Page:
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How to Prevent Razor Burn Down There & How to Treat Razor Burn

Posted Dec 14 2012 - 9:00am

Shaving "down there" always seems like a good idea at first - that is, until all those little unwanted red bumps show up! Whether you're planning on just cleaning some stray hairs around the edges or going for a more complete effect, it often doesn't turn out as smooth as you hoped. But that stinging, itchy rash isn't completely inevitable. We're here with all the best tips to help you prevent razor burn down there!

First of all, let's talk about what razor burn is. Dragging a razor across your skin gets rid of hair, but also removes the top layer of skin, and it causes irritation. It can get red and inflamed, and be fairly unpleasant, though it usually clears up if left alone for a day or two. If you have constant razor burn, though, you might also notice some razor bumps. Razor bumps are when the hair follicles get infected, and they can be really painful! The pores get clogged with dead skin and fill with bacteria, and they sometimes resemble pimples in your bikini region. Both of these conditions, though, are totally preventable and treatable!

Use a good razor

As far as razors go, sharper is always better. When the blades get dull, they are more likely to do damage to your skin.  Dull blades mean rough edges on the hair, which can lead to irritation and ingrown hairs, and you'll be tempted to use too much pressure, creating painful cuts in your skin. For those of us who use the same razor on our legs as our bikini region, where the hair is tougher, you might need to change razors more frequently.

Having a moisturized razor is really important in preventing irritation. Most razors have a strip of moisturizer along the top, but it's only good for a little while, especially if you're shaving a large surface area in one go. When it starts to wear away, it's a sign that it's time for a new one. Some women recommend using a men's razor, since they are designed for tougher hair. If you're going to try it out, though, remember that men's razors usually have a lot less built in moisturizer, so you'll need to account for that in your shaving routine.

Soften the Skin

The softer your skin, the less likely you are to nick it. If you're shaving in the shower, the heat and hot water will help soften the skin and hair follicles, but if you aren't, it's still important. Use a hot cloth, and even an exfoliator. Some women even use a sugar scrub before they shave to help get rid of dead skin. Remember, the less dead skin there is, the less likely the follicle will get clogged and infected.

Use shaving cream

Shaving cream provides a buffer between the razor blade and your skin, allowing it to glide more evenly. It means a closer, cleaner shave with much less chance of nicking yourself. While you might be tempted to use soap and water, it's a lot more difficult to get a good lather, and some soaps can remove oils and dry out your skin. Pulling a razor over dry skin isn't fun! The skin in the bikini area is more sensitive than your legs, so look for creams and gels that are unscented and specially formulated for sensitive skin. There are also products designed specifically for "down there" shaving, like Bikini Zone, which can save you a lot of trouble, and prevent a lot of pain!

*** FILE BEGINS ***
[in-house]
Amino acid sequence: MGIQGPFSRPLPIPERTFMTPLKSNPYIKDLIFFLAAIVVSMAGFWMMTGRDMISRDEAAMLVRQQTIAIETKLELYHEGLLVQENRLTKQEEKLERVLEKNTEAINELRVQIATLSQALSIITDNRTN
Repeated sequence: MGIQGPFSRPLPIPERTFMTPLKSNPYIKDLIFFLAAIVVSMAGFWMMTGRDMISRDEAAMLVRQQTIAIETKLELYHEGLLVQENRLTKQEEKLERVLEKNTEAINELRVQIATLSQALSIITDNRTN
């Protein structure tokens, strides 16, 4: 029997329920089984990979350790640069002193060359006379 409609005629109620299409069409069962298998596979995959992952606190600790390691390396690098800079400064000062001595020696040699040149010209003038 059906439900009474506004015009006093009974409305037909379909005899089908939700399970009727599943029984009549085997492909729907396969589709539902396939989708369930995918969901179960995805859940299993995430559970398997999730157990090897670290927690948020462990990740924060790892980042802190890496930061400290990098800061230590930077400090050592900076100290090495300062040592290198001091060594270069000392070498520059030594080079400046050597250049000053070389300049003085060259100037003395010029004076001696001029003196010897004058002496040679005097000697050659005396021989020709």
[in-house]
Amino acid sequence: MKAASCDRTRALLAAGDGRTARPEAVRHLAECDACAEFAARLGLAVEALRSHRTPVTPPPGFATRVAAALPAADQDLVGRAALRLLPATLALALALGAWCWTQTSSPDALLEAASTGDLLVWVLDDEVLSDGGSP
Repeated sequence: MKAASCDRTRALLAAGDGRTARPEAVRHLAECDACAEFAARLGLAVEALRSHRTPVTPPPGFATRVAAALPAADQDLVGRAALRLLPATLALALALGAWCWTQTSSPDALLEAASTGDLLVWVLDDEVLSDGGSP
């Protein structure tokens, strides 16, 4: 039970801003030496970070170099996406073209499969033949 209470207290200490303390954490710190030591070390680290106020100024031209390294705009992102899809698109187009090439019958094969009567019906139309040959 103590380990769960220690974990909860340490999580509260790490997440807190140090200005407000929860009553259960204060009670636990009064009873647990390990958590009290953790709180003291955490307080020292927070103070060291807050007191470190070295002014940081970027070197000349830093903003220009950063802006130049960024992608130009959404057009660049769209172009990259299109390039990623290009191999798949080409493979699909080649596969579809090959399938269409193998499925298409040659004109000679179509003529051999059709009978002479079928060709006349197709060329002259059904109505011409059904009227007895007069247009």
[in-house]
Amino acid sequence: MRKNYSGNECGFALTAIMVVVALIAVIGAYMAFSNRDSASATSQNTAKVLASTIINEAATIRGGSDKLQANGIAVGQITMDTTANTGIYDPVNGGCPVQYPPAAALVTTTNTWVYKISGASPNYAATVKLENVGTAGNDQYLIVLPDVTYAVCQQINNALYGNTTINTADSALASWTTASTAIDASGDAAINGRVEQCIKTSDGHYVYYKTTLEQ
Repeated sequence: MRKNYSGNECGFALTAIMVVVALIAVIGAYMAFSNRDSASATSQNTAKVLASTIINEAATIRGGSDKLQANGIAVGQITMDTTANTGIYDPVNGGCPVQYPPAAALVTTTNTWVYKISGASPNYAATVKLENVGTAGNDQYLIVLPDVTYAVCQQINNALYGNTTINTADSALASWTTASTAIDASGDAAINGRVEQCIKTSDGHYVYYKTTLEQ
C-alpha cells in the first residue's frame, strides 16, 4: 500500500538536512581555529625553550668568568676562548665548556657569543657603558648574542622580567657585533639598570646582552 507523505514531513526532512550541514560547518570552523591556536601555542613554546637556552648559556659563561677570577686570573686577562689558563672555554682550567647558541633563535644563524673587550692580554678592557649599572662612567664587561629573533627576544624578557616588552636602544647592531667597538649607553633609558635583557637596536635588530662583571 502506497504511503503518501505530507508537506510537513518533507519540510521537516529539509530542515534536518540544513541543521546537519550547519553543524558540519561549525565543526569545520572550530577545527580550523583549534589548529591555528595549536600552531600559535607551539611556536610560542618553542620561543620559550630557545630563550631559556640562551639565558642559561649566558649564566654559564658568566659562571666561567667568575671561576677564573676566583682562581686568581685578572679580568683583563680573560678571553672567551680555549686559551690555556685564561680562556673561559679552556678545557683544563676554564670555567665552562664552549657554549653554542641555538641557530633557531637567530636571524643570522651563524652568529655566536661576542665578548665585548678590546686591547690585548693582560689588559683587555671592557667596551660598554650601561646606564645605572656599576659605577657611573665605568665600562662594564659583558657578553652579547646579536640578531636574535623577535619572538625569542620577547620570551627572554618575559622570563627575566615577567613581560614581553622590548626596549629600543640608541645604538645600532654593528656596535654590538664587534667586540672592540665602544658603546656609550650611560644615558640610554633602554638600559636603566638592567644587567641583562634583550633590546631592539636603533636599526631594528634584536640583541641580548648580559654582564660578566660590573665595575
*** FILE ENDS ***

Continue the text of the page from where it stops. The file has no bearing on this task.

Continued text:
Shave with the hair

Shaving with the grain of the hair[ s one of the most common pieces of shaving advice, and that's because it's a good one. Shaving with the grain means you're less likely to get caught on a hair and accidentally nick your skin. When you're pulling against the grain, you are pretty much guaranteed to shave the top layer of skin off every pore you go over. Unfortunately, though, it's harder to get a closer shave when you shave with the grain, which is why so many people are tempted to shave against it.

So, if you insist on shaving against the grain, we've got a few tips for you. You have to be a lot more careful, so sharp razors and extra moisturizer will really come in handy! People who shave against the grain also recommend pulling the skin tight to make the hair follicle stand up straighter, reducing the chance that you'll nick your skin. And, of course, don't push too hard on your razor. In fact, you should apply barely any pressure at all - shave very gently, in small strokes, for best results.

After you shave...

After you shave, it's important to keep taking care of your skin. You've just relaxed your skin and opened up all your pores with warm water, so splash a little cold water on the area. That will help close the pores and keep out bacteria. You can also apply a soft astringent, like witch hazel or baby powder, which will help close the pores and heal the irritated skin. Let everything dry, giving time for the skin to relax, and then use an unscented moisturizer to keep you skin soft.

Treating razor burn

If you didn't have a chance to read our article before working on your hair down there, and you've already got painful razor burn or bumps, there are still a few things you can do to speed the healing. First of all, stop shaving, and give your skin time to heal! Try home remedies like apple cider vinegar, aspirin paste, hydrocortisone cream, or petroleum jelly.  And, of course, don't pick at the bumps!  Just apply a little Neosporin, and give them time to heal.

Okay, collegiettes, I think you're ready. Keep our tips in mind when you're shaving, and best of luck!

Photo Sources:
http://photos2.demandstudios.com/DM-Resize/photos.demandstudios.com/227/36/fotolia_1964564_XS.jpg?h=10000&w=400&keep_ratio=1
http://www.asklubo.com/uploads/attachments/published/0/184/en/shave-legs.jpg
http://static.ddmcdn.com/gif/skin-moisturizers-1.jpg

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